Both LouCity and Racing are owned by Soccer Holdings, LLC. O’Connor is the president of both clubs.

Additionally, The Coopers said they will not be hanging banners at Lynn Family Stadium or engaging in chants, or cheering during the first half of the match on Wednesday.

“There will be complete silence. We’re going to be just like the club,” said Herman Quinn Jr, the president.

Quinn Jr. said if the team does not say anything about the report, they will continue their protest into the second half, remaining silent even when goals are scored.

“It’s nothing personal to the boys,” he said.

According to the Yates report, players across the NWSL were “repeatedly enlisted in the effort to keep the League afloat by protecting it from scandal and were told to be grateful that they had an opportunity to play professional soccer at all.”

After the release of the report, Racing Louisville players have largely remained quiet. However, on Instagram, fan favorite and Louisville native Emina Ekic shared a statement from the NWSL players’ union that said, in part: “As difficult as this report is to read, it has been even more painful for players, whether known or unknown, to live it.”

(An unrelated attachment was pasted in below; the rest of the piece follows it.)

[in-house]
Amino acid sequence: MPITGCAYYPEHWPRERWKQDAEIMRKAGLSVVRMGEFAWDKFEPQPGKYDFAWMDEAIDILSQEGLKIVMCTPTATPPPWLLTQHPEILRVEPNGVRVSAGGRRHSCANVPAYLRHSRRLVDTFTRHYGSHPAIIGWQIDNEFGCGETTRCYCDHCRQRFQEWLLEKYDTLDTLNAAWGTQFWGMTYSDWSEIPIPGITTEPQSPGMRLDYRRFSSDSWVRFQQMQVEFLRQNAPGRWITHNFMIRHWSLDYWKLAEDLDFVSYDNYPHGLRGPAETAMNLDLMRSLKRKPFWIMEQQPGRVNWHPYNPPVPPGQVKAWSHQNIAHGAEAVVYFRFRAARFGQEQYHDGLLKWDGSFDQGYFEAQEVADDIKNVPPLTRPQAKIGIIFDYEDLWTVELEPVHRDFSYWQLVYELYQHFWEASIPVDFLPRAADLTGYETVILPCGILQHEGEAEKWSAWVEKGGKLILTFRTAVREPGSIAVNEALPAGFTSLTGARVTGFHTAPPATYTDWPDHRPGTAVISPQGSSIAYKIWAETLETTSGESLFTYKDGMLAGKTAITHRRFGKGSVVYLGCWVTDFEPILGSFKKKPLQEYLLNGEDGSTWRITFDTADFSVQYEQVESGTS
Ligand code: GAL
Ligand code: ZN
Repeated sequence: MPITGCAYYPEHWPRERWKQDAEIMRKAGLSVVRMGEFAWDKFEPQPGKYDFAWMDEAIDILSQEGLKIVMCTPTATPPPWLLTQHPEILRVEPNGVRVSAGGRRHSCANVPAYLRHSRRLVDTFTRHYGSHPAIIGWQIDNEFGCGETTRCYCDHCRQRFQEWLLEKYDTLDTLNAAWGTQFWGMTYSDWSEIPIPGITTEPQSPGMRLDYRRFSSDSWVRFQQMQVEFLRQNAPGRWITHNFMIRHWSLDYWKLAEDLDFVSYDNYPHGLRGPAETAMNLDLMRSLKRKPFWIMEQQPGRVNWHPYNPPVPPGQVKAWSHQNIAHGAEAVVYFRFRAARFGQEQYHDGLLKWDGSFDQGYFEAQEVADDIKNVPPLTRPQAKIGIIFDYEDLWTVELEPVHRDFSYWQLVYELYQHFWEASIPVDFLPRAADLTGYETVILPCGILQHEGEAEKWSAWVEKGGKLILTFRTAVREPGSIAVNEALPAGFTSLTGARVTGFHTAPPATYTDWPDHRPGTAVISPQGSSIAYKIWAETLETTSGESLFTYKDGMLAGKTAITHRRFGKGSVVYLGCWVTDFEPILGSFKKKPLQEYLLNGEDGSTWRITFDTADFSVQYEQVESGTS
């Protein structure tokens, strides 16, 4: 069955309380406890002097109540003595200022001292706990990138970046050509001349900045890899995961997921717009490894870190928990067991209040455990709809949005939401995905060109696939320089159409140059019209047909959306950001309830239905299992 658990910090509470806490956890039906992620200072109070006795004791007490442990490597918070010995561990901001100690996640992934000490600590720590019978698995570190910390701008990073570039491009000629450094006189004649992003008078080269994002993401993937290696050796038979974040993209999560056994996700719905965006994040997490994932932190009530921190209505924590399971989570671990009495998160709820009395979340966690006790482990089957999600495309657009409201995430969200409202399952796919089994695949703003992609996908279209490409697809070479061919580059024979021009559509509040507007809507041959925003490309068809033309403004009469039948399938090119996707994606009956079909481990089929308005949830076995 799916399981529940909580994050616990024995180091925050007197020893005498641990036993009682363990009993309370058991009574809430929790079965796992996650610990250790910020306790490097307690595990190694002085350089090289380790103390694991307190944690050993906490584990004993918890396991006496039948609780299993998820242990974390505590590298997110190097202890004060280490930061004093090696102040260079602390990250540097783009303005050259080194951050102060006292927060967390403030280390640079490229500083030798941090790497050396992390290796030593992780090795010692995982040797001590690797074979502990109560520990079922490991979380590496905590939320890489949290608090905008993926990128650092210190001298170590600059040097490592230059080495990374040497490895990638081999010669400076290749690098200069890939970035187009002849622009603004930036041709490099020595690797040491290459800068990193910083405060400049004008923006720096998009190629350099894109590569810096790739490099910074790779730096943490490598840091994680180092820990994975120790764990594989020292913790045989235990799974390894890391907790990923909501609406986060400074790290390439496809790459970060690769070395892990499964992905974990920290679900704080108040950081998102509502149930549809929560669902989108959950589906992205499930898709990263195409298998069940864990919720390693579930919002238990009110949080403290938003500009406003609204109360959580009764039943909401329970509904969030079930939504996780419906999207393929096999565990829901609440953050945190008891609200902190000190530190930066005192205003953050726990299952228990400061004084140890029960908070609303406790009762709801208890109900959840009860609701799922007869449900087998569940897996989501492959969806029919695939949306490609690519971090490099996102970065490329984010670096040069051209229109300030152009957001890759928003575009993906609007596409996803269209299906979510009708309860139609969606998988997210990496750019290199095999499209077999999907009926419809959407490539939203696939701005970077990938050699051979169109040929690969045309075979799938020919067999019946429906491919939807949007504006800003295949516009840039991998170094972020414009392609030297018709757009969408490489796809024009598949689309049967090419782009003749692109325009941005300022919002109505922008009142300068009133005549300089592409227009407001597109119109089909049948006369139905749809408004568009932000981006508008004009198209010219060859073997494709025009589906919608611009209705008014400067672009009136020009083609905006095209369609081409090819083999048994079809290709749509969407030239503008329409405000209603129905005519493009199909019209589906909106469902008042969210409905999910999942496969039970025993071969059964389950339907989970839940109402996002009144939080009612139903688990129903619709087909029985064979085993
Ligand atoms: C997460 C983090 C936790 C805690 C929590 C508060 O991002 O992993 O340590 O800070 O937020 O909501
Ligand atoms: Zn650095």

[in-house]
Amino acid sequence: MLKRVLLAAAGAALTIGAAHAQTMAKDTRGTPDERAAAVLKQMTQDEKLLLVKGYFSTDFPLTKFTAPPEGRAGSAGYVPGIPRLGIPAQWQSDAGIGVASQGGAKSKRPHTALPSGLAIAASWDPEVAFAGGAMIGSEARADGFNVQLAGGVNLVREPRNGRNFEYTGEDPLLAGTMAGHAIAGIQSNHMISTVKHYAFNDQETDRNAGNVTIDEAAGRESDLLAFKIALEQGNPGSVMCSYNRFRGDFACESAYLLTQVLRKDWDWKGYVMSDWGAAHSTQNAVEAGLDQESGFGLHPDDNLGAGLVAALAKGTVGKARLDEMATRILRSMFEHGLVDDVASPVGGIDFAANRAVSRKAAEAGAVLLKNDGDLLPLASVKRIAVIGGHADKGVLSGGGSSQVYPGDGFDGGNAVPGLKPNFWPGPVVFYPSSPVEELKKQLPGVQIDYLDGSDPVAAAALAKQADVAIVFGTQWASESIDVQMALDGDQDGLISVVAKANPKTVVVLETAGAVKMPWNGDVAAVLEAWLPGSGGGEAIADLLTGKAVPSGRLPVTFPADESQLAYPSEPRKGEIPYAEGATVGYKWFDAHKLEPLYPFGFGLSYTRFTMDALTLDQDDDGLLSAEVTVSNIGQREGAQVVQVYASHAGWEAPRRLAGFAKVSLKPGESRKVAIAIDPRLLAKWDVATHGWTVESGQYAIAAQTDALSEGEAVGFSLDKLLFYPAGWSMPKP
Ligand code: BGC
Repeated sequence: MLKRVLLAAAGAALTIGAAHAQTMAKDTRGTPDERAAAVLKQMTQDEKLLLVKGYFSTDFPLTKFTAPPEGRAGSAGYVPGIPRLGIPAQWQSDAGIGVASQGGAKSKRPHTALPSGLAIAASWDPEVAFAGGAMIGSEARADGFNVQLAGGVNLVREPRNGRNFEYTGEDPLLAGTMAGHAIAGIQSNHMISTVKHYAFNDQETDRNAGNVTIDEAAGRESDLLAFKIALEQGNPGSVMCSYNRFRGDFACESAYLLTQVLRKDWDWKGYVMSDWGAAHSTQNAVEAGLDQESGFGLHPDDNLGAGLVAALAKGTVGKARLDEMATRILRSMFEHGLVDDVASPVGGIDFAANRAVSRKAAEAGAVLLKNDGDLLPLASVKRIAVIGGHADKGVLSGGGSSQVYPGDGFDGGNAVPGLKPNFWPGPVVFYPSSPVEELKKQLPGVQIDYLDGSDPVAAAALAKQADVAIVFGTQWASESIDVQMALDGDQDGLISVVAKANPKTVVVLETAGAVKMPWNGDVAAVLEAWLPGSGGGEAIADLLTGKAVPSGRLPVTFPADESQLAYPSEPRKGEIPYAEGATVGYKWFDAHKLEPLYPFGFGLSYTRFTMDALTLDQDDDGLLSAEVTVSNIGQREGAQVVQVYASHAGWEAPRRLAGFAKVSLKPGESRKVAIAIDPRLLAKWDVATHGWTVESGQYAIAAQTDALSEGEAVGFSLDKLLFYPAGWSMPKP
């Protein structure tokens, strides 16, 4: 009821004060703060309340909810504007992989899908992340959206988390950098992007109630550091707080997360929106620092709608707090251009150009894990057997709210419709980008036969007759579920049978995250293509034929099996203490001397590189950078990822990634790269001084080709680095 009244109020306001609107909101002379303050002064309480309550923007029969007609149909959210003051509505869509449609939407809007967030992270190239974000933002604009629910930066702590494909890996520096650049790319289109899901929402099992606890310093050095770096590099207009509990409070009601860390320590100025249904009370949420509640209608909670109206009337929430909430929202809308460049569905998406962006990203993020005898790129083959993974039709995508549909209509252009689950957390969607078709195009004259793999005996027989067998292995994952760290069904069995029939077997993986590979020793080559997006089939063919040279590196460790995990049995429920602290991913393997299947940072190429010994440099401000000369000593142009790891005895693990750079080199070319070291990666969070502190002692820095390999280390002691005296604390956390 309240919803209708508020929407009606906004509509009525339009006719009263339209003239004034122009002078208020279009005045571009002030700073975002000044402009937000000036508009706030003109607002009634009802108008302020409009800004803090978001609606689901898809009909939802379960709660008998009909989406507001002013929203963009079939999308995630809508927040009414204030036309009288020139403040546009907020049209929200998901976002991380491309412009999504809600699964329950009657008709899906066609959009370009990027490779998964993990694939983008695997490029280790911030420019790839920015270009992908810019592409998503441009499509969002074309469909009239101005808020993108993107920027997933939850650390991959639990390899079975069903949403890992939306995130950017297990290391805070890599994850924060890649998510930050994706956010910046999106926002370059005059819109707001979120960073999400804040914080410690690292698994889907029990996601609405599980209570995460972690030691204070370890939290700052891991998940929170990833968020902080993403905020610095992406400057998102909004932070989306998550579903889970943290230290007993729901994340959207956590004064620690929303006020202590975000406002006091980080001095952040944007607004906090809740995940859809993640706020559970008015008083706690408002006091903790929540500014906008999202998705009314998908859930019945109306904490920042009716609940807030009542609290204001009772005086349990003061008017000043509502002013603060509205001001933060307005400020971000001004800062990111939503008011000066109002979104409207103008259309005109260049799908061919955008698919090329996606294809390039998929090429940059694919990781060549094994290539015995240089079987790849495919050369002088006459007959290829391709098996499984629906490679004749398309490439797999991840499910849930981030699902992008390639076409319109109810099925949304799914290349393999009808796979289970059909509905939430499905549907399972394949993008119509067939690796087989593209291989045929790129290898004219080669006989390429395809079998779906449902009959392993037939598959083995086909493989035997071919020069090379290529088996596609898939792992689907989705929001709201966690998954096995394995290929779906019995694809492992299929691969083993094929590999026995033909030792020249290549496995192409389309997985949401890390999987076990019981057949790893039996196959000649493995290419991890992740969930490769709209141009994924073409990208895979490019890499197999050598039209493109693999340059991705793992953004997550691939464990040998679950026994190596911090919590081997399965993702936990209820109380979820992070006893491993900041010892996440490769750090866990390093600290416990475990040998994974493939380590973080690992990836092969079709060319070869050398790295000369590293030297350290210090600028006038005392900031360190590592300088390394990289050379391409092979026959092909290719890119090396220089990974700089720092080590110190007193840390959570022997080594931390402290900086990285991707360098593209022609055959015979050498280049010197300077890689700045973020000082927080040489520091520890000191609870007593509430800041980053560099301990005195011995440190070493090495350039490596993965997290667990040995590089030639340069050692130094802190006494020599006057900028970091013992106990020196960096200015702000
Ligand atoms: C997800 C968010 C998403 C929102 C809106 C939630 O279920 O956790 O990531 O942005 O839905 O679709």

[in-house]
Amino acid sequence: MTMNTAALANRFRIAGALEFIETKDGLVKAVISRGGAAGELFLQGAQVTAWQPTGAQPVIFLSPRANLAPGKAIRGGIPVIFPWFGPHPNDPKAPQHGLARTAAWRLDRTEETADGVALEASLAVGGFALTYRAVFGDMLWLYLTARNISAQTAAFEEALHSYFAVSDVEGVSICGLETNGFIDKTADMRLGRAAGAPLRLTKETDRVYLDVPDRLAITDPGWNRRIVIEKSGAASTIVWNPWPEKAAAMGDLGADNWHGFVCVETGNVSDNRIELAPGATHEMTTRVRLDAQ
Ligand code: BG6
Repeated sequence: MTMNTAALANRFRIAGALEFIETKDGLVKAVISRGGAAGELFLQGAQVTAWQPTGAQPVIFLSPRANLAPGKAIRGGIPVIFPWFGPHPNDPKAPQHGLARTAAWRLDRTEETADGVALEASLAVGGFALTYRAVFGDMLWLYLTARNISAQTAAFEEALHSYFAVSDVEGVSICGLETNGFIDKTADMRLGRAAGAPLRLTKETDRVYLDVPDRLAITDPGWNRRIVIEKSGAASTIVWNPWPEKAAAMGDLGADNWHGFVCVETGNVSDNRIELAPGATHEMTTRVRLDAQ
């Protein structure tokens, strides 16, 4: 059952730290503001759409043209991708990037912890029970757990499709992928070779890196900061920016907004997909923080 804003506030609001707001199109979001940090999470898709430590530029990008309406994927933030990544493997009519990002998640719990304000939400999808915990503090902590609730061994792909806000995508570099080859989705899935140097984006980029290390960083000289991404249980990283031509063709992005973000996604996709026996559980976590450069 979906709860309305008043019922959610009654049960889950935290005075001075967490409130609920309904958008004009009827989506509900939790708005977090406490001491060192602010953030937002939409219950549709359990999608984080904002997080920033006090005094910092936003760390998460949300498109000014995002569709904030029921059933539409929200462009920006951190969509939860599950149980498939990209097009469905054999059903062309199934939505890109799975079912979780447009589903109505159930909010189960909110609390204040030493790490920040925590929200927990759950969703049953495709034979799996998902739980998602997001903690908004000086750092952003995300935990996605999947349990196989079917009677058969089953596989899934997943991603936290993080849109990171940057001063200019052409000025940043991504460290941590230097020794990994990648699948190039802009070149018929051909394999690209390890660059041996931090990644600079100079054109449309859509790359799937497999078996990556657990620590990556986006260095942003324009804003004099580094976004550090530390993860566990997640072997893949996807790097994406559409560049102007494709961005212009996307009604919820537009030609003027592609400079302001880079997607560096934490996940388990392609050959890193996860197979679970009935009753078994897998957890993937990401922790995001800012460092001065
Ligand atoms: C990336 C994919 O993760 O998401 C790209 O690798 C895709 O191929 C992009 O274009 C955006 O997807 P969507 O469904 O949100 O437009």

Reise, the former LouCity Ladies president, said the kinds of abuse outlined in the Yates report is not limited to soccer.

“What’s going on in women’s soccer goes on in corporate America. It goes on in the military, it goes on everywhere in the United States. Everywhere. Every day,” said Reise, adding that occasionally, like during the Me Too movement, enough noise gets made that those in power pay attention. “Once everybody shuts up, they just go back to doing what they were doing before. There’s no change. There’s no improvement. It’s nonstop. It’s nonstop attacks on women whether it’s sexual whether it’s financial — it’s just constant. It’s exhausting.”

*To see photos of a recent protest at a LouCity game, click here